Book info

Mr Palomar (1994)

Mr Palomar (1994)
Author
Rating
3.89 of 5 Votes: 4
ISBN
0099430878 (ISBN13: 9780099430872)
languge
English
publisher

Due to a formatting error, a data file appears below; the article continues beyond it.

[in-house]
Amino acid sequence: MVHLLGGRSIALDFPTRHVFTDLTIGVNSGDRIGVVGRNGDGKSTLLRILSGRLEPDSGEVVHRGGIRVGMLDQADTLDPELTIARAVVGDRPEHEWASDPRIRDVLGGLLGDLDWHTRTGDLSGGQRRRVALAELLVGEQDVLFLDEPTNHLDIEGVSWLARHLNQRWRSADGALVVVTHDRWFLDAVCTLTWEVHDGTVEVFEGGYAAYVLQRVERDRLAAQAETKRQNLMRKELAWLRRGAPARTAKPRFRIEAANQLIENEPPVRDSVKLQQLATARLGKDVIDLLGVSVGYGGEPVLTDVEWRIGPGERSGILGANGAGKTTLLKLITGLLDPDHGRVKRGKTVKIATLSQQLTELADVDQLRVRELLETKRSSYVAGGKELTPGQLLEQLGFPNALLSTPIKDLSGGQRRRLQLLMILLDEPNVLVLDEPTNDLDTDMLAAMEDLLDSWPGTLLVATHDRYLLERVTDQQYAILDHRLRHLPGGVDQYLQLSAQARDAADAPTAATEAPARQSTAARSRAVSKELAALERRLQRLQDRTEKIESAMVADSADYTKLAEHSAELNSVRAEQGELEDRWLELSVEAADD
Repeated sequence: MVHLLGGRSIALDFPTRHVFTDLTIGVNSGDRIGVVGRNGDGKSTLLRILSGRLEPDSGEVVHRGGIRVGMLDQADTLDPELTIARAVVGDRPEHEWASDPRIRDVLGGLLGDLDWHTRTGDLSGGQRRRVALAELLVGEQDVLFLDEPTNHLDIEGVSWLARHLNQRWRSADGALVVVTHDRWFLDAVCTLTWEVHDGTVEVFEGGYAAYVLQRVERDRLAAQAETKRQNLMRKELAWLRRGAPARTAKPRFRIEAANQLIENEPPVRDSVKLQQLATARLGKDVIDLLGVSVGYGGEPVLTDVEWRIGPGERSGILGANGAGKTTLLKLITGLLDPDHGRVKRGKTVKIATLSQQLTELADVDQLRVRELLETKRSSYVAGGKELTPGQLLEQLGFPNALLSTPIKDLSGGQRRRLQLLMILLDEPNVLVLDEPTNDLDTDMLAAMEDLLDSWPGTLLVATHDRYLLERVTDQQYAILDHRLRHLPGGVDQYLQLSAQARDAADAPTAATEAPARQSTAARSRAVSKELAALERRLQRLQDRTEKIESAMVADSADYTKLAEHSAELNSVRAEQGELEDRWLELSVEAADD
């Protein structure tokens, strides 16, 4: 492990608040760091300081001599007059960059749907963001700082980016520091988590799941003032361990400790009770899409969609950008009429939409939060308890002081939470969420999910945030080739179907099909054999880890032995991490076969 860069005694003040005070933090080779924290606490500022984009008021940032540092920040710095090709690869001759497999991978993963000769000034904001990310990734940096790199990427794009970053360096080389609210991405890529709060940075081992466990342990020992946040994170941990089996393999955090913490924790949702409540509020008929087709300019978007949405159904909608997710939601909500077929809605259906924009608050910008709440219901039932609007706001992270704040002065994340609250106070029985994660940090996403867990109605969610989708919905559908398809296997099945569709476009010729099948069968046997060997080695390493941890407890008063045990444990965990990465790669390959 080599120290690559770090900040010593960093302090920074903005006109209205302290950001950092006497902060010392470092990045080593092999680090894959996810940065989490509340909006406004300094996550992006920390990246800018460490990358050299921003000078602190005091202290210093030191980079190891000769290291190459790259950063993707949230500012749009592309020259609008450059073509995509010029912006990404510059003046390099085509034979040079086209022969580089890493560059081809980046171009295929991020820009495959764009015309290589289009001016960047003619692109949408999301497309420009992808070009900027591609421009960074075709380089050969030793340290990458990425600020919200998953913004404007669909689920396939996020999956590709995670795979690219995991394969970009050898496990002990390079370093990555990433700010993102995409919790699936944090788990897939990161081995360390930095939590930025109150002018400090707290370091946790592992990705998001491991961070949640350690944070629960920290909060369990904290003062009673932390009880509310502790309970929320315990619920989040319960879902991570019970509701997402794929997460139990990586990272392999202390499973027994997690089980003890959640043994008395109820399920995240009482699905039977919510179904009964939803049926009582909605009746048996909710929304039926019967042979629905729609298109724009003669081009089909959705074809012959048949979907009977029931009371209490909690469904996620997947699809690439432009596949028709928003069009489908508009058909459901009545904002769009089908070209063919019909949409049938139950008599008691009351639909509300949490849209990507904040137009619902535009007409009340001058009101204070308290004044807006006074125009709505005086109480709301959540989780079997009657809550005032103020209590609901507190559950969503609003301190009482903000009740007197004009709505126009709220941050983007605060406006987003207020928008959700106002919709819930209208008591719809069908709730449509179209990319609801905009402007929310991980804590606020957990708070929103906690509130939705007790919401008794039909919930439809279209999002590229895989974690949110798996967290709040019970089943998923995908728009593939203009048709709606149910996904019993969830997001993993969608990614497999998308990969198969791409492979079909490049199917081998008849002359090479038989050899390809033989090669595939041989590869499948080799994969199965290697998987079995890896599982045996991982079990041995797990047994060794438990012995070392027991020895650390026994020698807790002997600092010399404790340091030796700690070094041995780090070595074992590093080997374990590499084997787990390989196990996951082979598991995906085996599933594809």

vintage classics
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Mr Palomar (1994)
Mr Palomar (1994)